07 Mar Effectively Managing Marital Property – The Do’s and Don’ts
Marriage Property Do’s
Maintain accurate records to establish the separate nature of property you wish to keep independent from the marital estate. Examples may include family property, an estate from a previous marriage, a gift, or other inheritance.
Keep good records and be consistent that you separate all property in your marriage if you are concerned about keeping it in your family (if applicable). Do not mess with business ownership or family property during a marriage if you truly want to keep those items with your estate during death or divorce. Make the line clear and be consistent so there is no gray area. In other words, a vintage car that you pay for with money you had before marriage that was kept in a separate account after marriage, will be considered non marital property, but if your spouse pays for part of it or even helps maintain it, the vintage car could lose characterization as non marital property.
It is also important to note that, appreciation in nonmarital property may be relevant upon divorce or death of the property owner. The appreciated value is considered “active” rather than “passive.” Passive appreciation is, for instance, the increase in the value of a bank account as a result of interest earned, or the increase in property value that results from standard inflation. Active appreciation, on the other hand, occurs as a result of some form of actual effort, such as by repainting rental property or actively managing a stock portfolio.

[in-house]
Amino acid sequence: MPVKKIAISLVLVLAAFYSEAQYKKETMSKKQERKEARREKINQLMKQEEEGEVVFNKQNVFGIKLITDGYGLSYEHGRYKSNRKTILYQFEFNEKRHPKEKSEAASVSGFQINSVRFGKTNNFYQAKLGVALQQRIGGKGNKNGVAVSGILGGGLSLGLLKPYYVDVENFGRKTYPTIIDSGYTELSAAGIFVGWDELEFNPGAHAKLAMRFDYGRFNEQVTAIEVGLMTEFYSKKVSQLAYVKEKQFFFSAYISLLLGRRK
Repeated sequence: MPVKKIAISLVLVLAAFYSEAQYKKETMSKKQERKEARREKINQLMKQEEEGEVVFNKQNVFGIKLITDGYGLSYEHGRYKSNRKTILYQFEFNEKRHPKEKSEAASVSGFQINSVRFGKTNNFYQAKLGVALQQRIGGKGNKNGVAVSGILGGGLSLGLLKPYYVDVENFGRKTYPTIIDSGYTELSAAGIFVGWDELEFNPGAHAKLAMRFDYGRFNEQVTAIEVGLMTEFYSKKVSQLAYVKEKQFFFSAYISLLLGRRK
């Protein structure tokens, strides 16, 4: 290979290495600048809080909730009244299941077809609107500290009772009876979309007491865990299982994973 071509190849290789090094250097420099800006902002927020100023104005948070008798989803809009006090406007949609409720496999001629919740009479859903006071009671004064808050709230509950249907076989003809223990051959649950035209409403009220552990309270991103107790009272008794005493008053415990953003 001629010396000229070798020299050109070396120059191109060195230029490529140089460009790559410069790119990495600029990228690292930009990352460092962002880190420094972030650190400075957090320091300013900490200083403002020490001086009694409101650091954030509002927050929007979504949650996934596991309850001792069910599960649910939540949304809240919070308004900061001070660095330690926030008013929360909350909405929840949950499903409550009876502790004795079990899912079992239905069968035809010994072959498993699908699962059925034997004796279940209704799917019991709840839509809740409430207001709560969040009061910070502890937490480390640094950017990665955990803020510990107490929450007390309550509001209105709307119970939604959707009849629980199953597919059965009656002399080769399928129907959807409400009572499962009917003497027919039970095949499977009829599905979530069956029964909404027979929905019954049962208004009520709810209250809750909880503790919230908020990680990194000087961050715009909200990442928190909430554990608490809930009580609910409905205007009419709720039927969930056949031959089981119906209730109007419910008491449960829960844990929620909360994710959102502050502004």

Marital Property Don’ts
Be conscious to not use non marital funds to pay off a marital debt – these funds may lose their non marital character. Remember it is all about consistency!
Separate your bank accounts. Do not make deposits of income earned during the marriage into nonmarital accounts. Remember, income earned during the marriage is joint; mixing the nonmarital income with marital property results in confusion on whose money belongs where. Make it easy by paying for nonmarital items with nonmarital money. Do not open a joint bank account with nonmarital funds.
Do not assume that just because you owned property prior to marriage, no portion of it will be deemed marital property. You may have owned property before a marriage and your spouse makes an effort to maintain or improve it. This act shows commingling of assets and adds confusion to what is marital property and what is non marital property.
Contact Family Law Attorney Jeffrey M. Bloom
The Law Offices of Jeffrey M. Bloom can help you if you’re concerned about marital and non-marital property in your relationship. Mr. Bloom can work with you to set up a prenuptial agreement, advice on a pending divorce, and help you if you need actions post-divorce. Call 855-208-3650 for a consultation.